Service Layer in Rails Application

Service Layer in Rails Application

Most of the applications today are based on a multi-tiered architecture to uphold the business needs of a flexible, agile and a scalable system. When you have applications which cater to more than one client and involve multifaceted transactional use cases, maintainability and scalability of such applications are major concerns. Implementing a service layer has proven to aid in easier management, data abstraction and scalability of such applications. For today, we will discuss about implementing service layer in rails application.

So what is a service layer?

A service layer is something which is in between of a model and a controller and is used to create actions that are outcome of domain logic. There might be some instances where the logic will not be a part of the core logic, in such scenarios you can think of services which may contain some generic logic that you can reuse in an application.

Services are regular classes which are used as a service layer and service class instances are used for invoking respective operations. Service instances are stateless, which means one should avoid associating it with any model having dependencies on service classes. It is considered as one of the good practices to pass any service method dependency at runtime.

Rails has made provisions by specifying dedicated directory structure to include services which enables writing cleaner and reusable code.

MVC Architecture With Service Layer

When to write service?

If you think that some of your code or your logic does not fit well into either model or controller i.e. you are writing a business logic which would be used by multiple models or is independent of model definition then you can think of services. Let me elaborate it further with an example.

Example 1

Let’s walkthrough the scenario for issuance of stocks to shareholders which I think would be an apt example. Here, creation of stock issuance records in database will be directly associated with the StockIssuance model. But, if there is an additional step to apply vesting, then creating vesting schedule for stock allocation is essential but not a responsibility of StockIssuance model.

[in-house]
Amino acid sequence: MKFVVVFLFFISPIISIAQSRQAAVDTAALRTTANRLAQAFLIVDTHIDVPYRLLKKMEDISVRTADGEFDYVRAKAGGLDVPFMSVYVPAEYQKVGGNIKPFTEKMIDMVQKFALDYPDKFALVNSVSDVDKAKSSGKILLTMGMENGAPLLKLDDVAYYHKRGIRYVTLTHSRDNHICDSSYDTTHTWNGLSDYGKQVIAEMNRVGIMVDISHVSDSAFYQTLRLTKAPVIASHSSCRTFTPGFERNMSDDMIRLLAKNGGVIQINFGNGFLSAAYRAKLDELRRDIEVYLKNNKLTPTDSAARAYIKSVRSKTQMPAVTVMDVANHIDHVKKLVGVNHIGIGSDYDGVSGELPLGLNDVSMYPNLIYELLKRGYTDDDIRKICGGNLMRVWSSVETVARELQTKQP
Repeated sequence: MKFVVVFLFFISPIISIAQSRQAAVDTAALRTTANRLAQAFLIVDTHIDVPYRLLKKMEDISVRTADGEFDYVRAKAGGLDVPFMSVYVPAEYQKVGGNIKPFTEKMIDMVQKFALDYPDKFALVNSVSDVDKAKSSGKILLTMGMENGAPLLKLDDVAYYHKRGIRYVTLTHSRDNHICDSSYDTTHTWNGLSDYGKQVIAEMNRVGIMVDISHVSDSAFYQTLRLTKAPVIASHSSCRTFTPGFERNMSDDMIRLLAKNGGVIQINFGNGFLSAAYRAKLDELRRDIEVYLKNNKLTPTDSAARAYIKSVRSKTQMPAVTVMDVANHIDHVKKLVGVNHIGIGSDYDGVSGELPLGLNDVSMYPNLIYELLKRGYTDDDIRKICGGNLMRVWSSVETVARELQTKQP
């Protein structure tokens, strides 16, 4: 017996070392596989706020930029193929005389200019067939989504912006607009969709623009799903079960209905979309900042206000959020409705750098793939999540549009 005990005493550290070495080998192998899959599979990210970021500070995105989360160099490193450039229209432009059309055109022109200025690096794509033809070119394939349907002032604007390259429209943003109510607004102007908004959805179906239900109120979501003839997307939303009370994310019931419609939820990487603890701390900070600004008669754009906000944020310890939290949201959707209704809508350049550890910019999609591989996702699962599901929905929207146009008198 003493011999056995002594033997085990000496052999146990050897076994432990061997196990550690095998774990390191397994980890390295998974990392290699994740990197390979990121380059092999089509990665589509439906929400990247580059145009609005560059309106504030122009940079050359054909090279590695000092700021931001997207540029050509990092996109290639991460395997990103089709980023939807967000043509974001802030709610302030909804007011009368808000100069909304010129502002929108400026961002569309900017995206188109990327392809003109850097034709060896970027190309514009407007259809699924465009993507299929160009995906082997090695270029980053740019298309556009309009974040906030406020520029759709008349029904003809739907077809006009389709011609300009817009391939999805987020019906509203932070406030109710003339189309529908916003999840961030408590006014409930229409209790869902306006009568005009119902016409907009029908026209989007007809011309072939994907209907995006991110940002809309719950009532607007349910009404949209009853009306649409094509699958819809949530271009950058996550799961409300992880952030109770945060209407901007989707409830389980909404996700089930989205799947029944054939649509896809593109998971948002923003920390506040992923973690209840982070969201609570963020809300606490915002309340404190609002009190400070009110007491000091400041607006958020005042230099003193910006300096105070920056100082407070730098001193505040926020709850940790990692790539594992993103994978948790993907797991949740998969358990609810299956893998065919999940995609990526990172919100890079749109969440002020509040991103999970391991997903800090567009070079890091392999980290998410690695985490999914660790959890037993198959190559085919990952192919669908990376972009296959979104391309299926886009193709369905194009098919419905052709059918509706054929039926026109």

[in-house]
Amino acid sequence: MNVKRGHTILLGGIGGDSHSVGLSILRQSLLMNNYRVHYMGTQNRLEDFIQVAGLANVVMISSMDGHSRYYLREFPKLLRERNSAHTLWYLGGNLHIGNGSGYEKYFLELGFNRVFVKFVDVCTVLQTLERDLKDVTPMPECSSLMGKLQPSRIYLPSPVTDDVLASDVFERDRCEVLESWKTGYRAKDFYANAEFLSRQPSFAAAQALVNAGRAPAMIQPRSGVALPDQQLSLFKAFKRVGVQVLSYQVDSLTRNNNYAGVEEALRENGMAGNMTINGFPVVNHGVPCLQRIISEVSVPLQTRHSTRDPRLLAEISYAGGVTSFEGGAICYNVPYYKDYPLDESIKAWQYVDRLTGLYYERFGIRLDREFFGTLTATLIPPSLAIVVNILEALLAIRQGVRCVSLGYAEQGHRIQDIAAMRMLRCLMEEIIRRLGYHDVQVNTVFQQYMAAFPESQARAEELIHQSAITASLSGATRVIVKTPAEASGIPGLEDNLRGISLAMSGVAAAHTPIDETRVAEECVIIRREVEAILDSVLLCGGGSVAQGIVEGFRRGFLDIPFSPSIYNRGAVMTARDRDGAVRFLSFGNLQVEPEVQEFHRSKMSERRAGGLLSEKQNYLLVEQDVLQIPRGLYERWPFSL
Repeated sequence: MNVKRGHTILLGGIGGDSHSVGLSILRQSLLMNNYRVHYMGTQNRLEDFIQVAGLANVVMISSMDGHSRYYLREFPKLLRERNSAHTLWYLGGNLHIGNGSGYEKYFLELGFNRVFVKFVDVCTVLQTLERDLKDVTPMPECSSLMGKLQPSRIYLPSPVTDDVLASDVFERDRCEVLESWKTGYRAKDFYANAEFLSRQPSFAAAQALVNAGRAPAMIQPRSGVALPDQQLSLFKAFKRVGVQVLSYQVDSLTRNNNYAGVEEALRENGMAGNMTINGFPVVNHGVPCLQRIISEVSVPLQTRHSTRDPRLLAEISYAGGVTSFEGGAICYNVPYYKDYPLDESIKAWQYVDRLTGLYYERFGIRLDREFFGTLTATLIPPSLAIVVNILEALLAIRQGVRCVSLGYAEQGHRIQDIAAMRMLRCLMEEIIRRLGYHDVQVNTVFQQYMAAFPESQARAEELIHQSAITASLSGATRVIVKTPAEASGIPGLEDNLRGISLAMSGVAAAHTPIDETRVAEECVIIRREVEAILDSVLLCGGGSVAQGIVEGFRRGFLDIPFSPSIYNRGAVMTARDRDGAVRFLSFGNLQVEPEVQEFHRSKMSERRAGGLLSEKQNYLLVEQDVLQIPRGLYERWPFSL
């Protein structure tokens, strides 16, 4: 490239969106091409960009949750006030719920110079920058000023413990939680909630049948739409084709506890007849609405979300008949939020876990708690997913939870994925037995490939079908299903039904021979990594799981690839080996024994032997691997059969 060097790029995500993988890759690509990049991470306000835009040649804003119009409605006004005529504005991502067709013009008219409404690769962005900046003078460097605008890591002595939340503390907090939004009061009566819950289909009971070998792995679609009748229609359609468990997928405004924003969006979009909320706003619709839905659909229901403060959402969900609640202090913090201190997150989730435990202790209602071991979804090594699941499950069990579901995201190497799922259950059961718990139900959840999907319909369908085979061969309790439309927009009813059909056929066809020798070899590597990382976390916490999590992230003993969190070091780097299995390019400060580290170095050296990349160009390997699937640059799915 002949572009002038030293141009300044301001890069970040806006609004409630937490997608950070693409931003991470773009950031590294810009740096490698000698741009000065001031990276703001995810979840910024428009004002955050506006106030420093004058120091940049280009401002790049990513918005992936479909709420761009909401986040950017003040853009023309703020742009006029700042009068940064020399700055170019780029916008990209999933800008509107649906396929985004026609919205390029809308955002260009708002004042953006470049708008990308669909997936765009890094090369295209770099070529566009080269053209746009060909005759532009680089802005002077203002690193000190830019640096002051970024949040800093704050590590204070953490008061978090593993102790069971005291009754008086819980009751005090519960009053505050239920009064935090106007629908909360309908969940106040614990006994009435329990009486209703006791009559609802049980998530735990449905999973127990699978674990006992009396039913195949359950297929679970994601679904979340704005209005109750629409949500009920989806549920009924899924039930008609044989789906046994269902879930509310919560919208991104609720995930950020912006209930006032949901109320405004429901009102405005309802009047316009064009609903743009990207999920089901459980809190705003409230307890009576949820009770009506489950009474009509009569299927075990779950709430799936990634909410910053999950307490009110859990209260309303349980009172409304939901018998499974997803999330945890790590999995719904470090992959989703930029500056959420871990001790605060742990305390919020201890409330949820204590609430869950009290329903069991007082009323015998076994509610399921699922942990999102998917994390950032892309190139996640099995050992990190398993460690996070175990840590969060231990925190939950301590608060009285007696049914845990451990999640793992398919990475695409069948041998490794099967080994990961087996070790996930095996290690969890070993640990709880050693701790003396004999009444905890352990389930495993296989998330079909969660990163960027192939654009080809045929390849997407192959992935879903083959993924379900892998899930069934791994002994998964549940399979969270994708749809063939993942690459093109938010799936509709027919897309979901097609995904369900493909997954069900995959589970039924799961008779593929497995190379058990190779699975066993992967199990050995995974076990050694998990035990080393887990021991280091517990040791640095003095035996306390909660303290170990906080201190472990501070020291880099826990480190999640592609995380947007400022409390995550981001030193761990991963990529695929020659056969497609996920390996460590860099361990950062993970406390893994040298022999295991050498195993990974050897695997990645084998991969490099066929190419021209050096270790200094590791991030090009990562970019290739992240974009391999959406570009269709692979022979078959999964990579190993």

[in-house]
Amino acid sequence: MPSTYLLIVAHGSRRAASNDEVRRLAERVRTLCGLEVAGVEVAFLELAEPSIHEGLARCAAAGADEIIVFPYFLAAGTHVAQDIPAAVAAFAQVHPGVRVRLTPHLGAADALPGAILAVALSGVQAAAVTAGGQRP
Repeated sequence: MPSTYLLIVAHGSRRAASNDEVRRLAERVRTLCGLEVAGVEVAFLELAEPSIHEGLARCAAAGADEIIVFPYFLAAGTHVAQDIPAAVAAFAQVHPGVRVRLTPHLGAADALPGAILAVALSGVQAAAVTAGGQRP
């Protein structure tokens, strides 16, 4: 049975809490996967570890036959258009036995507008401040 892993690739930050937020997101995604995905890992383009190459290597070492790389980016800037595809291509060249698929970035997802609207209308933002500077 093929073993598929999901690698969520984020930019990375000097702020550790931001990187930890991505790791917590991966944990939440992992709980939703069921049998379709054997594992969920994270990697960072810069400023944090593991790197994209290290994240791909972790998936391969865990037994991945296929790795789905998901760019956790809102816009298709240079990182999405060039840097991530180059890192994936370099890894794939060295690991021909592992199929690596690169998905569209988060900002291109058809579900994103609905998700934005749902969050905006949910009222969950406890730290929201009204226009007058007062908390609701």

So, writing such logic in StockIssuance model leads to added complexity and lines of code.
In such situations, the user can write services which can be called from StockIssuanceController to take care of the conditional execution of steps arising from multiple models, like issuing stock and then creating a vesting schedule.

Example 2

Another common example can be the handling of permissions. Process to identify and fetch applicable permissions and then enabling of user access to respective operations is needed in most of data critical models. As this process cannot be always associated with every model where it’s used, the best place to put it can be in a service layer.

Example 3

Bank transactions is another case where a simple operation like transferring money between two accounts runs through multiple steps like checking balance, debiting money, crediting money and sending notifications to the accounts. All these independent operations will be associated with UserAccount model but a higher level function to transfer money cannot fit into the UserAccount model. To tackle this, write a simple service to place all such functions.

Here is a basic way of writing services in rails application.

Inside app/services folder simply create your service file and specify your class and action as below.

Writing Services in Rails Application

That’s it, now you can use this object to call any of the service action.

To summarize, use of services helps in writing thin controllers as it enlightens a systematic way for keeping reused logic in a single place. That’s why I have started to enjoy services for many different operations and would request you to share your thoughts and experience as well. Good luck!

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